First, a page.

Facebook page names, shames shoplifters

By Kristin Macfarlane -
An internet safety spokesman labelled the page as a gossip page that could breach human rights. Photo / Thinkstock
An internet safety spokesman labelled the page as a gossip page that could breach human rights. Photo / Thinkstock

A Facebook page set up to name and shame Rotorua shoplifters with personal photos has been set up and taken down - but not without hundreds of people seeing it first.

The page, called Rotorua Shoplifters, encouraged the city's shop owners and managers who had caught people stealing to send the details to the page's administrator. The administrator would then name and shame the alleged shoplifter with a photograph of them.

An internet safety spokesman labelled the page as a gossip page that could breach human rights.

Within four hours of it being created it had attracted more than 310 likes. However, Facebook friends of those people who had liked the page could have seen the page.

Posts of people the page claimed were thieves had attracted many comments, including from those being named and shamed. At least one of those people accused admitted to shoplifting when she saw her photo but said it happened when she was a primary school student and she was now in her 20s.

Another woman labelled a shoplifter denied the accusation.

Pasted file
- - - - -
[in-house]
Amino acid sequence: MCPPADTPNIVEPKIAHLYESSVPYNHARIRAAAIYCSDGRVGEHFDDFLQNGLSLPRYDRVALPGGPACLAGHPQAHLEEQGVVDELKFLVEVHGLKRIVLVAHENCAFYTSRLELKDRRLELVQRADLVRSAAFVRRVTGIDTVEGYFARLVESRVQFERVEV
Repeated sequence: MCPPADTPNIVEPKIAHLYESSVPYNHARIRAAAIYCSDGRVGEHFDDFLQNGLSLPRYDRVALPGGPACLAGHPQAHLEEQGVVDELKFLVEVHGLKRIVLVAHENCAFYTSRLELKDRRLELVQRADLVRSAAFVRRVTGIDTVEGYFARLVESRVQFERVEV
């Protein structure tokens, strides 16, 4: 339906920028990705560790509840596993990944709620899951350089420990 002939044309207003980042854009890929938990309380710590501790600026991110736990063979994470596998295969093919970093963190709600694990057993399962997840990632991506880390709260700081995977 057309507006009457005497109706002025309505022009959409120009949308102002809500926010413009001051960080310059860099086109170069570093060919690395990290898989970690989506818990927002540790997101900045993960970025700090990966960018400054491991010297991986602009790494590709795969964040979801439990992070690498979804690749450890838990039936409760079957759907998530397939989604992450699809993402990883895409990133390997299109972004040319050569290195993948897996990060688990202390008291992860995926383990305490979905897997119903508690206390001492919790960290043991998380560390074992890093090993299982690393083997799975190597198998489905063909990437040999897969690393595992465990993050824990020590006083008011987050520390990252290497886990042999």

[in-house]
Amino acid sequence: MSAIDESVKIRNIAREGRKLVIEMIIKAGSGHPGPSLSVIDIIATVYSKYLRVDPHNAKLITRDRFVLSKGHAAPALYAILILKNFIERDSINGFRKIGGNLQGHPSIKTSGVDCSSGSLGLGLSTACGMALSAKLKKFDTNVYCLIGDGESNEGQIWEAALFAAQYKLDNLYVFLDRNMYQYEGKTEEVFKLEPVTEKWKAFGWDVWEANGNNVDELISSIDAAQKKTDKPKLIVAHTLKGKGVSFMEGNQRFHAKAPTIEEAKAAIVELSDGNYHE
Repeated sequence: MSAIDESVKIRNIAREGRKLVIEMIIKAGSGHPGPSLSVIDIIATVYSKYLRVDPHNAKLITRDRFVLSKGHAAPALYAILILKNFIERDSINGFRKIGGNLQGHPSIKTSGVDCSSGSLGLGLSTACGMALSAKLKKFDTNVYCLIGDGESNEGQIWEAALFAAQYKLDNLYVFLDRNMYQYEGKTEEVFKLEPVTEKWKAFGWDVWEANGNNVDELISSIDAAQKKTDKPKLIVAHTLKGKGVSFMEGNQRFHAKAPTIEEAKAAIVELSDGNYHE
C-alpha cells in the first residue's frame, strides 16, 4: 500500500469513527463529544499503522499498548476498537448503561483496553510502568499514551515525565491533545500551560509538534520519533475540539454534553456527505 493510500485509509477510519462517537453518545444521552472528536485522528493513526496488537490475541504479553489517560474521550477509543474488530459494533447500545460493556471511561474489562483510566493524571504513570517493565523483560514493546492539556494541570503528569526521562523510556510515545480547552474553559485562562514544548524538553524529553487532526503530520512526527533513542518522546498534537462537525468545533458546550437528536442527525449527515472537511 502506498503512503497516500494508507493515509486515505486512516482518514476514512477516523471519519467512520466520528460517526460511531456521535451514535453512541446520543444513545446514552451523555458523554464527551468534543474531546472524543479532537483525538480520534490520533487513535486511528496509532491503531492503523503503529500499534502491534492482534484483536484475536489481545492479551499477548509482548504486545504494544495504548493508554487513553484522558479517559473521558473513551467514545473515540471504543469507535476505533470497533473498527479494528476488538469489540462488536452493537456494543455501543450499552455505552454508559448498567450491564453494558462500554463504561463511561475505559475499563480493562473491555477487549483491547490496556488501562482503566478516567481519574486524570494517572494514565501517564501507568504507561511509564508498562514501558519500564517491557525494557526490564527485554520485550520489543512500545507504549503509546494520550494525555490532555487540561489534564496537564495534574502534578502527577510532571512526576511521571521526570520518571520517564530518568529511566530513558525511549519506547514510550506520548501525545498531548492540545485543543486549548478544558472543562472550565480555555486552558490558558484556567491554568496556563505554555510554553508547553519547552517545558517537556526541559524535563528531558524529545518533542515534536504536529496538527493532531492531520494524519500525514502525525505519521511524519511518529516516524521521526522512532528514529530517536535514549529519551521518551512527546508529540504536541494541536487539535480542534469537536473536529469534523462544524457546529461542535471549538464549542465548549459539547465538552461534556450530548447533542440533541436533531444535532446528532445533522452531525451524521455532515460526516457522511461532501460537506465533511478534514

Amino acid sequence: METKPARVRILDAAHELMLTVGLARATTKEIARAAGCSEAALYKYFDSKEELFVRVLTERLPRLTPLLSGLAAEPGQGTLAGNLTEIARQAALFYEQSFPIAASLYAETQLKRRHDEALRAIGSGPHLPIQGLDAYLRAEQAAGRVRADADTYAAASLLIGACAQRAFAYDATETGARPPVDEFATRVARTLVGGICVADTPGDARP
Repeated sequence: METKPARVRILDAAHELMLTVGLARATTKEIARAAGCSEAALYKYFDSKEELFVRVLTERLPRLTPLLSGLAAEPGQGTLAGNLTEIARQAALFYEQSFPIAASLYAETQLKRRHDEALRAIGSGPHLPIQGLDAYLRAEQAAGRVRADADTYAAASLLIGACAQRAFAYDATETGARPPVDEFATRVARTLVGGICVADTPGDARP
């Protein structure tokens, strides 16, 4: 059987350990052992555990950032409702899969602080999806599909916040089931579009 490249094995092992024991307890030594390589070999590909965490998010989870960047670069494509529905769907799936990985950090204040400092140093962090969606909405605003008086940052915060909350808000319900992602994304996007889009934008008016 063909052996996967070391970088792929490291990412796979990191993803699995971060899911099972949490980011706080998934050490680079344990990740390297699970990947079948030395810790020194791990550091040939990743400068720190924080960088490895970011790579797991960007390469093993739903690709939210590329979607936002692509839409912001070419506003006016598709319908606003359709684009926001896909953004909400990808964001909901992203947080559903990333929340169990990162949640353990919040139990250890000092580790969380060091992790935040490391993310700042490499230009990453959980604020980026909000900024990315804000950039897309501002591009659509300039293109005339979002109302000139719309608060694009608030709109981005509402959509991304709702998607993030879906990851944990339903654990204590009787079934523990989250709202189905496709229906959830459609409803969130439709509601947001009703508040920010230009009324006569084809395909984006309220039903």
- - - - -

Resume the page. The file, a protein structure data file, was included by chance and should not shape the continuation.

According to the "about" section of the page it claimed it was created to help Rotorua retailers identify shoplifters who had been caught stealing from various Rotorua and Bay of Plenty shops.

The page warned "Don't STEAL if you don't want to be NAMED and SHAMED".

McLeod's Booksellers manager Fraser Newman said while he would support better communication between police and retailers about shoplifters, he wouldn't support such a Facebook page. He said it could attract abuse.

Netsafe chief technical officer Sean Lyons said the page could breach a person's rights to privacy and freedom of speech.

He said anyone who was accused of shoplifting but hadn't actually been convicted would have had their human rights breached.

"It is a fine line."

Mr Lyons said the fact that people's personal Facebook photos were used rather than security footage made it seem like nothing more than a gossip Facebook site.

He said when police released information about wanted members of the public or shops printed security footage of alleged thieves, there was usually strong evidence against them.

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